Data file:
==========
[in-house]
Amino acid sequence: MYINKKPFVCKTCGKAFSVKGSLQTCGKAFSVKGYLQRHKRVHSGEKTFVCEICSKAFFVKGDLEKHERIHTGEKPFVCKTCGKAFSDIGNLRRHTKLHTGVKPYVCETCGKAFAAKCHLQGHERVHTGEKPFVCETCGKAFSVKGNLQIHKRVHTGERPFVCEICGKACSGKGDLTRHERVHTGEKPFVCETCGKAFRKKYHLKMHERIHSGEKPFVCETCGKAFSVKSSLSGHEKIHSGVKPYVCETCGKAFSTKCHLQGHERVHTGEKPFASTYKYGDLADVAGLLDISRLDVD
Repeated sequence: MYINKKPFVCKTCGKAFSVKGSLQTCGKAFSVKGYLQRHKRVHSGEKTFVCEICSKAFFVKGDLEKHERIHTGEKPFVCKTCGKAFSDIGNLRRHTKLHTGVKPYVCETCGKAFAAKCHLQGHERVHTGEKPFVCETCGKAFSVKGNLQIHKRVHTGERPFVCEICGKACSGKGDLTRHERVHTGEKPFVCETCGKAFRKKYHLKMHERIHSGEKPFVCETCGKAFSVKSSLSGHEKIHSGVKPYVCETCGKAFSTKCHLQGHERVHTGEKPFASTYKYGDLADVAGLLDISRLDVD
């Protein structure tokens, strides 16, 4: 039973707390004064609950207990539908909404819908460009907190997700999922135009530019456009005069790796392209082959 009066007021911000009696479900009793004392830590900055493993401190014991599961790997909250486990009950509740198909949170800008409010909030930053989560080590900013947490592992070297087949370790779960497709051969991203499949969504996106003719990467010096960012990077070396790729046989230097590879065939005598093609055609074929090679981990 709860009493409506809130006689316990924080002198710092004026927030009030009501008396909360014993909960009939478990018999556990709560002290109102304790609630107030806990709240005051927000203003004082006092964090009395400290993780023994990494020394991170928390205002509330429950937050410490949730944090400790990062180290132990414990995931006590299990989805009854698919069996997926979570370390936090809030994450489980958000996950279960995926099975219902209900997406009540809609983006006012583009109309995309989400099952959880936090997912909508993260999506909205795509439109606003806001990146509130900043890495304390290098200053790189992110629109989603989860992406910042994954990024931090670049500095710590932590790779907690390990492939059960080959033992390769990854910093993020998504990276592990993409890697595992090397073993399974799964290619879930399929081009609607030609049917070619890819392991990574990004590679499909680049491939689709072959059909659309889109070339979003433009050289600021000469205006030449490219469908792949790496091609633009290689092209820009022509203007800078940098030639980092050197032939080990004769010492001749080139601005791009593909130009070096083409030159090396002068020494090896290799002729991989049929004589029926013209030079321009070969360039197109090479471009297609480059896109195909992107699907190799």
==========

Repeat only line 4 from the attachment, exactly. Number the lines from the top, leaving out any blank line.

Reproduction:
């Protein structure tokens, strides 16, 4: 039973707390004064609950207990539908909404819908460009907190997700999922135009530019456009005069790796392209082959 009066007021911000009696479900009793004392830590900055493993401190014991599961790997909250486990009950509740198909949170800008409010909030930053989560080590900013947490592992070297087949370790779960497709051969991203499949969504996106003719990467010096960012990077070396790729046989230097590879065939005598093609055609074929090679981990 709860009493409506809130006689316990924080002198710092004026927030009030009501008396909360014993909960009939478990018999556990709560002290109102304790609630107030806990709240005051927000203003004082006092964090009395400290993780023994990494020394991170928390205002509330429950937050410490949730944090400790990062180290132990414990995931006590299990989805009854698919069996997926979570370390936090809030994450489980958000996950279960995926099975219902209900997406009540809609983006006012583009109309995309989400099952959880936090997912909508993260999506909205795509439109606003806001990146509130900043890495304390290098200053790189992110629109989603989860992406910042994954990024931090670049500095710590932590790779907690390990492939059960080959033992390769990854910093993020998504990276592990993409890697595992090397073993399974799964290619879930399929081009609607030609049917070619890819392991990574990004590679499909680049491939689709072959059909659309889109070339979003433009050289600021000469205006030449490219469908792949790496091609633009290689092209820009022509203007800078940098030639980092050197032939080990004769010492001749080139601005791009593909130009070096083409030159090396002068020494090896290799002729991989049929004589029926013209030079321009070969360039197109090479471009297609480059896109195909992107699907190799």